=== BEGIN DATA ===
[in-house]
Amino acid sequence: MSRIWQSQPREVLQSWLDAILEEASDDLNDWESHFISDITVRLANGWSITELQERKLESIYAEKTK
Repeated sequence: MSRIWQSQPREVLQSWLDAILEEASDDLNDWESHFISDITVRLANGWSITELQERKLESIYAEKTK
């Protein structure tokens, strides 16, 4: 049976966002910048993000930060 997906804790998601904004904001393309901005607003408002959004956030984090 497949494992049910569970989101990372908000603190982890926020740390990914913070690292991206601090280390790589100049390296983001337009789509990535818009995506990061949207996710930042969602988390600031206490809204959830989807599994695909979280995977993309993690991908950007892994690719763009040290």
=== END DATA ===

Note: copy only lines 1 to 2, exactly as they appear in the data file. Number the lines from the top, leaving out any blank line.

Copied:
[in-house]
Amino acid sequence: MSRIWQSQPREVLQSWLDAILEEASDDLNDWESHFISDITVRLANGWSITELQERKLESIYAEKTK